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Howe
Howe
98

were paid off. Howe himself struck his flag in December. On the death of Lord Rodney, May 1792, he was appointed vice-admiral of England, and on 1 Feb. 1793 was again ordered to take command of the Channel fleet, with, as before, the temporary rank of admiral of the fleet. It was not, however, till the end of May that the fleet was actually formed, and that Howe hoisted the union-flag on board the Queen Charlotte. During the rest of the year the fleet was pretty constantly at sea, though frequently obliged by stress of weather to take shelter in Torbay. Once or twice Howe sighted small squadrons of the French, but at a distance which permitted their easy escape. Scurrilous writers represented him as spending his time in dodging in and out of Torbay. One epigram, after reciting how Caesar had taken three words to relate his brave deeds, concluded—

Howe sua nunc brevius verbo complectitur uno,
  Et ' vidi ' nobis omnia gesta refert.

With his ships strained by continual bad weather, Howe returned to port in the middle of December, confirmed in the opinion which he had long held probably from the time of the arduous service off Brest in 1759 that the keeping the fleet at sea for the purpose of watching an enemy lying snugly in port was a mistake (Barrow, p.216; cf. Parl. Hist. 3 March 1779, xx. 202). Hawke before him, as St. Vincent and Nelson afterwards, held a different opinion, and naval strategists are still divided on the question.

It was not till the middle of April 1794 that the ships were refitted and again assembled at St. Helens: on 2 May they, numbering thirty-two sail of the line, put to sea. Howe, for the first time since the beginning of the century, reverted to the seventeenth-century practice of organising the fleet in three squadrons and their divisions under the distinguishing colours, appointing the several admirals to wear the corresponding flag, irrespective of the mast or colour to which they were entitled by their commission (Naval Chronicle, i.28). This may have been suggested by the unusual number of seven admirals in one fleet, and also by the coincidence of the commanders in the second and third posts being respectively admirals of the white and of the blue. Off the Lizard six of the ships were detached to the southward in charge of convoy, and Howe, with the remaining twenty-six, cruised on the parallel of Ushant, looking out for a fleet of provision ships coming to Brest from America. To protect these the French fleet put to sea on the 16th, under the command of Rear-admiral Villaret-Joyeuse and the delegate of the Convention, Jean Bon Saint-André, who appears to have been except in the details of manoeuvring the fleet the true commander-in-chief (cf. Chevalier, ii. 127, 131). On the 19th their sailing was reported to Howe, but it was not till the morning of the 28th that the two fleets came in sight of each other. The English were dead to leeward; but by the evening their van was up with the enemy's rear, and a partial action ensued, in which the three-decked ship Révolutionnaire, which closed the French line, was cut off and very severely handled. Completely dismasted, with four hundred men killed or wounded, she struck her colours. Night, however, was closing in; Howe signalled the ships to take their place in the line; and the Révolutionnaire made good her escape, and eventually got into Rochefort. The Audacious, with which she had been most closely engaged,was also dismasted, and being unable to rejoin the fleet bore up for Plymouth.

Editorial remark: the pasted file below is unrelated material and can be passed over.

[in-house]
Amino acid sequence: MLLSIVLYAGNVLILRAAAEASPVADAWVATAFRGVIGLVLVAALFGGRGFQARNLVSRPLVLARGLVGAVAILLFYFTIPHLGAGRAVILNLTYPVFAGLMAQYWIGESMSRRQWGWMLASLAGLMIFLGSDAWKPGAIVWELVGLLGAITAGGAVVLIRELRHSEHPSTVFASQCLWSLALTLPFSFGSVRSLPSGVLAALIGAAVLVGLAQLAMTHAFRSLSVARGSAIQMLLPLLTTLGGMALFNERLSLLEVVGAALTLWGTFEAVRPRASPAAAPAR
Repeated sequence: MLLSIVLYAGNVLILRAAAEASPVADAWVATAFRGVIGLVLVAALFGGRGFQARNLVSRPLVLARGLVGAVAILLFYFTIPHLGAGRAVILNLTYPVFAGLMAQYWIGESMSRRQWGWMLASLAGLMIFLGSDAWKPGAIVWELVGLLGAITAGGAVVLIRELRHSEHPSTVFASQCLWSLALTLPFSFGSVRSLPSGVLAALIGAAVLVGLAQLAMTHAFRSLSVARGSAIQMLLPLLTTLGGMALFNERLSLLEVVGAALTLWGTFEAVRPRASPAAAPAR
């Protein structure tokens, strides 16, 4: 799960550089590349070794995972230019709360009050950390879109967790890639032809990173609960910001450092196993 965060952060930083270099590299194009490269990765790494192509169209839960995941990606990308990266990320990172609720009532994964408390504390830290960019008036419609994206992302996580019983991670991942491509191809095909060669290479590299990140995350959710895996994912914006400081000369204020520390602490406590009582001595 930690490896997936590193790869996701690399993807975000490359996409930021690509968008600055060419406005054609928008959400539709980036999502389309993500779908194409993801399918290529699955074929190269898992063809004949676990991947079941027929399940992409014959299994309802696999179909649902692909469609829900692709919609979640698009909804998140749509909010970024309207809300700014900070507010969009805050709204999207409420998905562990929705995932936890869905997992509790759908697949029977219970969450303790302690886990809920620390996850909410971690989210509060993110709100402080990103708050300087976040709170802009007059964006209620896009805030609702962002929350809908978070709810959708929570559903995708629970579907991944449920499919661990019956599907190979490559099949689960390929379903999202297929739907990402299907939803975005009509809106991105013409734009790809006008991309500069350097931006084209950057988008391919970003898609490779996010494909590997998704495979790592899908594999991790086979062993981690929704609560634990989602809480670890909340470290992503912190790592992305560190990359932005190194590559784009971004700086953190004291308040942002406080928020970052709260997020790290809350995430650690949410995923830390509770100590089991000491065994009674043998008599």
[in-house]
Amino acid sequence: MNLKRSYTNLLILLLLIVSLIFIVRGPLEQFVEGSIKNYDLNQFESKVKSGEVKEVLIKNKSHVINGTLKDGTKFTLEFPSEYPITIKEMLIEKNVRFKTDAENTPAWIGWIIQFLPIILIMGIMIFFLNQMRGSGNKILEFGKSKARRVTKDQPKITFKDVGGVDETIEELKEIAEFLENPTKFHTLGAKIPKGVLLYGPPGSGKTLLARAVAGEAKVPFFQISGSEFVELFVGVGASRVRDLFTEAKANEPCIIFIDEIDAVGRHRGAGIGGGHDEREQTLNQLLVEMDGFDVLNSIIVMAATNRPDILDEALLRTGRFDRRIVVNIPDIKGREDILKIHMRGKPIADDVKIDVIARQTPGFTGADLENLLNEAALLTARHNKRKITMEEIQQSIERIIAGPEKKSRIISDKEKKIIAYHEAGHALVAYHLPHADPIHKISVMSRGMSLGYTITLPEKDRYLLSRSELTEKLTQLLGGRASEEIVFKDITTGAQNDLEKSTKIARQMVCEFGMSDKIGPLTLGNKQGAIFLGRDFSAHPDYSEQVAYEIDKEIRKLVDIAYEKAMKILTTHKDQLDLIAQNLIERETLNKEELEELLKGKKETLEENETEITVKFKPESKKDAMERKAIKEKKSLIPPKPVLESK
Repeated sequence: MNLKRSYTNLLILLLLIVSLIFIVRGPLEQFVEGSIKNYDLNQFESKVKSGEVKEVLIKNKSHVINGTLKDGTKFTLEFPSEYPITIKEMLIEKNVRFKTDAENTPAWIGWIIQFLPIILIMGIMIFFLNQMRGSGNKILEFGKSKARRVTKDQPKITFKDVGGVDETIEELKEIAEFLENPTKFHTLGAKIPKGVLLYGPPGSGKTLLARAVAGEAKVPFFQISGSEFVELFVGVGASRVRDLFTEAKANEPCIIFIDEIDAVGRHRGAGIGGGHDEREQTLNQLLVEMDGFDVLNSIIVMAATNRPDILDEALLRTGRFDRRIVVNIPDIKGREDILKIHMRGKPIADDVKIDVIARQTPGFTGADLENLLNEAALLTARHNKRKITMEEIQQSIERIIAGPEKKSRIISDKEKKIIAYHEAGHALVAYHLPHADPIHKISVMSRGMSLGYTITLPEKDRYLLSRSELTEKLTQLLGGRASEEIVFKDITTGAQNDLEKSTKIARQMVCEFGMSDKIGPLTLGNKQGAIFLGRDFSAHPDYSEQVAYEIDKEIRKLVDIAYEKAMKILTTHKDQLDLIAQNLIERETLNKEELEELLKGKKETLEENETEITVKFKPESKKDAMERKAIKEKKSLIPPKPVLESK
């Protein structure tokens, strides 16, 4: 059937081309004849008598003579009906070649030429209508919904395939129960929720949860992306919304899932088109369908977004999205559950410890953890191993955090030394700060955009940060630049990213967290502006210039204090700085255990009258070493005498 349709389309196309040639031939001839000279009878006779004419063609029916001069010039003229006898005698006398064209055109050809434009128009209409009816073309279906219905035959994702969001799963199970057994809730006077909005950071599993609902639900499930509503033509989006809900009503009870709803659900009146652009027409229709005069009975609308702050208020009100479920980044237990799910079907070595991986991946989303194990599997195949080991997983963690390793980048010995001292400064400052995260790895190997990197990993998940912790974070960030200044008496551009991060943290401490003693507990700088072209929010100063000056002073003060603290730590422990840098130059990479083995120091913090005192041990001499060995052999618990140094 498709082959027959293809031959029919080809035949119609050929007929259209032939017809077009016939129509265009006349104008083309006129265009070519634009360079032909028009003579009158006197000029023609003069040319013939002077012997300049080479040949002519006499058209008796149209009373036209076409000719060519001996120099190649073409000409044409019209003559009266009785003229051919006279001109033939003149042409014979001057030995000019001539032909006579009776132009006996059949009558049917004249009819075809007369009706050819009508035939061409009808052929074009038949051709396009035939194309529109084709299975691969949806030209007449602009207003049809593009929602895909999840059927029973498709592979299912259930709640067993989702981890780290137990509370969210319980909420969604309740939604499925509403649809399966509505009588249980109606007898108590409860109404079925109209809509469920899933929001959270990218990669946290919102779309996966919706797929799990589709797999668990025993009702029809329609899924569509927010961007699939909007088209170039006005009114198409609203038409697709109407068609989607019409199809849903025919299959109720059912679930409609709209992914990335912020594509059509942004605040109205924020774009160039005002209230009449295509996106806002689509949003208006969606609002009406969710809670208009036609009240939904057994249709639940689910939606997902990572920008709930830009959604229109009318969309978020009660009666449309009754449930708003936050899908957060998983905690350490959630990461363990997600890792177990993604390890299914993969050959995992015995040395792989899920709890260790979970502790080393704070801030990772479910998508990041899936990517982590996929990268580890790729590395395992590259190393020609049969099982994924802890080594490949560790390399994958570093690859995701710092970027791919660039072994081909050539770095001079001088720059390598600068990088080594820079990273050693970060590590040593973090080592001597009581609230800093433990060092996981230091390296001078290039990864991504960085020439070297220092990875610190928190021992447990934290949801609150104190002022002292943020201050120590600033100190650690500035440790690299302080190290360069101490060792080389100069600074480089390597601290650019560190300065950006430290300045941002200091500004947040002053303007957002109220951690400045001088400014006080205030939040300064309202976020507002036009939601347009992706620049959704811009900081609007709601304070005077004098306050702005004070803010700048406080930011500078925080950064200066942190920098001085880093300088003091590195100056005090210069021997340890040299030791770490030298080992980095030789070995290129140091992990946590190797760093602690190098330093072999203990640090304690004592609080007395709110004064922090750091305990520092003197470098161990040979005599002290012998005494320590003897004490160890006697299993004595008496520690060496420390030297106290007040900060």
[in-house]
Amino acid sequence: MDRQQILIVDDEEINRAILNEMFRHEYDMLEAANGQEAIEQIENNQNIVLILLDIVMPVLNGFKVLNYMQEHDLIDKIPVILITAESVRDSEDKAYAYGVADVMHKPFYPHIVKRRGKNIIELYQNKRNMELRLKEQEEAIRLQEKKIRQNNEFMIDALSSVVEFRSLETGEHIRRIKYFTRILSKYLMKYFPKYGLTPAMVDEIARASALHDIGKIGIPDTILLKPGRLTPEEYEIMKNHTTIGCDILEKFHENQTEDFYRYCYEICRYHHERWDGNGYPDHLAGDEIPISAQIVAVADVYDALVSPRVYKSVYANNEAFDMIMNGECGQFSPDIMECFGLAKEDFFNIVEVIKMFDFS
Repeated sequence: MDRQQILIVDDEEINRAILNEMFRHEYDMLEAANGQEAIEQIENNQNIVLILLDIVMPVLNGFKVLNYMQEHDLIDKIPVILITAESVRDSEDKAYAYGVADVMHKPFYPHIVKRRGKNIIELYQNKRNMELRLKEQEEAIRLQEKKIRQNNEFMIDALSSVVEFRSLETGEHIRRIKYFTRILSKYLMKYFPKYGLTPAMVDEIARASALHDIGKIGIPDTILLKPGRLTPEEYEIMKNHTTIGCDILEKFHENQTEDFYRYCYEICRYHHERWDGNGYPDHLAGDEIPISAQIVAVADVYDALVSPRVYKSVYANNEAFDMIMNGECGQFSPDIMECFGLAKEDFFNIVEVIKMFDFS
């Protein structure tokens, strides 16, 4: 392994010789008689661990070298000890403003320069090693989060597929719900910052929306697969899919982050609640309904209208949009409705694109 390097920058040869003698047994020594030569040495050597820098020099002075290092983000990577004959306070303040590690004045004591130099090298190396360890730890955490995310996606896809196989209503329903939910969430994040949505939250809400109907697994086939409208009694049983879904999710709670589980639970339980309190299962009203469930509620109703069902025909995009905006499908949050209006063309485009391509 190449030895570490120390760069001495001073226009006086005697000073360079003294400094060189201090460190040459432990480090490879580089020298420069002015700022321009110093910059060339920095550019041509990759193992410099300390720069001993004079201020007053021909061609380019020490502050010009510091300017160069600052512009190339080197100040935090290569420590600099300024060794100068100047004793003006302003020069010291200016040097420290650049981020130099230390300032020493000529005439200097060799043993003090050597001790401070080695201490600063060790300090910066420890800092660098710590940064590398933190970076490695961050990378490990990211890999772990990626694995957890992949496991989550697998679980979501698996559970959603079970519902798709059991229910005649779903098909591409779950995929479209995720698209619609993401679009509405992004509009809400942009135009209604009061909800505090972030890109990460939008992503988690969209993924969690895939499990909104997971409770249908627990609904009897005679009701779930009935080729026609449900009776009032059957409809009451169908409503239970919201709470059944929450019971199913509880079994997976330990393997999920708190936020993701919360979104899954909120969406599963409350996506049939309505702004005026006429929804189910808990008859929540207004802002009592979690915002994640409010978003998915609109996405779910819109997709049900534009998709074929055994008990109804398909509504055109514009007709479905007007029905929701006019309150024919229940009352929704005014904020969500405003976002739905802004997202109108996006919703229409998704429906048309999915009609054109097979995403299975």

On the morning of 29 May the English were still to leeward, and Howe, unable to bring on a general action, resolved to force his way through the enemy's line. A partial engagement again followed, and three of the French ships, having sustained some damage, fell to leeward, were surrounded by the English, and were in imminent danger of being captured. To protect them, Villaret-Joyeuse bore up with his whole fleet, and in so doing yielded the weather-gage to the English.

During the next two days fogs, the necessity of repairing damages, and the distance to which the French had withdrawn, prevented Howe from pushing his advantage; but by the morning of 1 June he had ranged his fleet in line of battle on the enemy's weather beam, and about four miles distant. He made the signal for each ship to steer for the ship opposite to her, to pass under her stern, and, hauling to the wind, to engage her on the lee side. The signal was only partially understood or acted on. Many, however, obeyed the signal and the admiral's example. A few minutes before ten the Queen Charlotte passed under the stern of the French flagship the Montagne [see Bowen, James, 1751-1835], and at a distance of only a few feet poured in her broadside with terrible effect. As she hauled to the wind to engage to leeward, the 80-gun ship Jacobin blocked the way. She thrust herself in between the two, and for some minutes the struggle was very severe. Within a quarter of an hour the Queen Charlotte lost her fore top-mast, and the Montagne escaped with her stern and quarter stove in, many of her guns dismounted, and three hundred of her men killed or wounded, but with her masts and